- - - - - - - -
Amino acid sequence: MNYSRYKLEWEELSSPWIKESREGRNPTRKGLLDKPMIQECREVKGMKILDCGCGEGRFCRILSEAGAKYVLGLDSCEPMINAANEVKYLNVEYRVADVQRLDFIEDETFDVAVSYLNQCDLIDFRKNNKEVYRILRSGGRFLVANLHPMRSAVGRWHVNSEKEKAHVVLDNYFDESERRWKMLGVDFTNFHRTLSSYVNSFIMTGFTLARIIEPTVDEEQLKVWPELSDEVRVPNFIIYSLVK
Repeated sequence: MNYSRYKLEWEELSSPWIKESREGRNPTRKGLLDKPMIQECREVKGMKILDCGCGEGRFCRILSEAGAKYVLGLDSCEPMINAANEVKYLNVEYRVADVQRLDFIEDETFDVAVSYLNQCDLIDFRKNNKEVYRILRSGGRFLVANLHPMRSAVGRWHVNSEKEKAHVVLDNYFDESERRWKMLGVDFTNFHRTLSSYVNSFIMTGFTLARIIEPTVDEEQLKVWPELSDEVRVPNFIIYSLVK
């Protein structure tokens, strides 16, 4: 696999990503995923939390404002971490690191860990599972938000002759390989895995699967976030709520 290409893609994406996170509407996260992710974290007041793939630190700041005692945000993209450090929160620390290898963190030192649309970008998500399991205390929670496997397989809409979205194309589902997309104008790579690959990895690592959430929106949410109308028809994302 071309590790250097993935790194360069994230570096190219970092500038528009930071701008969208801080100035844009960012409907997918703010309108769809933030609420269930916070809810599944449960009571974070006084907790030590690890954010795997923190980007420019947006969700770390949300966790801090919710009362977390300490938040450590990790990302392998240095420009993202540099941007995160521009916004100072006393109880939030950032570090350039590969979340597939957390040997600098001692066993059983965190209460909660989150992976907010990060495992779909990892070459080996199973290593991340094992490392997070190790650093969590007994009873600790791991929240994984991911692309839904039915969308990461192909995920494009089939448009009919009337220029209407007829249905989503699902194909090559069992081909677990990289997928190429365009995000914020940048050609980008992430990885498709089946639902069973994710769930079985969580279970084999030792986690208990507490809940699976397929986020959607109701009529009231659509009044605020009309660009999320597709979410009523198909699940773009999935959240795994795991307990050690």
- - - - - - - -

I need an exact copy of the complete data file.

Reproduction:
Amino acid sequence: MNYSRYKLEWEELSSPWIKESREGRNPTRKGLLDKPMIQECREVKGMKILDCGCGEGRFCRILSEAGAKYVLGLDSCEPMINAANEVKYLNVEYRVADVQRLDFIEDETFDVAVSYLNQCDLIDFRKNNKEVYRILRSGGRFLVANLHPMRSAVGRWHVNSEKEKAHVVLDNYFDESERRWKMLGVDFTNFHRTLSSYVNSFIMTGFTLARIIEPTVDEEQLKVWPELSDEVRVPNFIIYSLVK
Repeated sequence: MNYSRYKLEWEELSSPWIKESREGRNPTRKGLLDKPMIQECREVKGMKILDCGCGEGRFCRILSEAGAKYVLGLDSCEPMINAANEVKYLNVEYRVADVQRLDFIEDETFDVAVSYLNQCDLIDFRKNNKEVYRILRSGGRFLVANLHPMRSAVGRWHVNSEKEKAHVVLDNYFDESERRWKMLGVDFTNFHRTLSSYVNSFIMTGFTLARIIEPTVDEEQLKVWPELSDEVRVPNFIIYSLVK
């Protein structure tokens, strides 16, 4: 696999990503995923939390404002971490690191860990599972938000002759390989895995699967976030709520 290409893609994406996170509407996260992710974290007041793939630190700041005692945000993209450090929160620390290898963190030192649309970008998500399991205390929670496997397989809409979205194309589902997309104008790579690959990895690592959430929106949410109308028809994302 071309590790250097993935790194360069994230570096190219970092500038528009930071701008969208801080100035844009960012409907997918703010309108769809933030609420269930916070809810599944449960009571974070006084907790030590690890954010795997923190980007420019947006969700770390949300966790801090919710009362977390300490938040450590990790990302392998240095420009993202540099941007995160521009916004100072006393109880939030950032570090350039590969979340597939957390040997600098001692066993059983965190209460909660989150992976907010990060495992779909990892070459080996199973290593991340094992490392997070190790650093969590007994009873600790791991929240994984991911692309839904039915969308990461192909995920494009089939448009009919009337220029209407007829249905989503699902194909090559069992081909677990990289997928190429365009995000914020940048050609980008992430990885498709089946639902069973994710769930079985969580279970084999030792986690208990507490809940699976397929986020959607109701009529009231659509009044605020009309660009999320597709979410009523198909699940773009999935959240795994795991307990050690």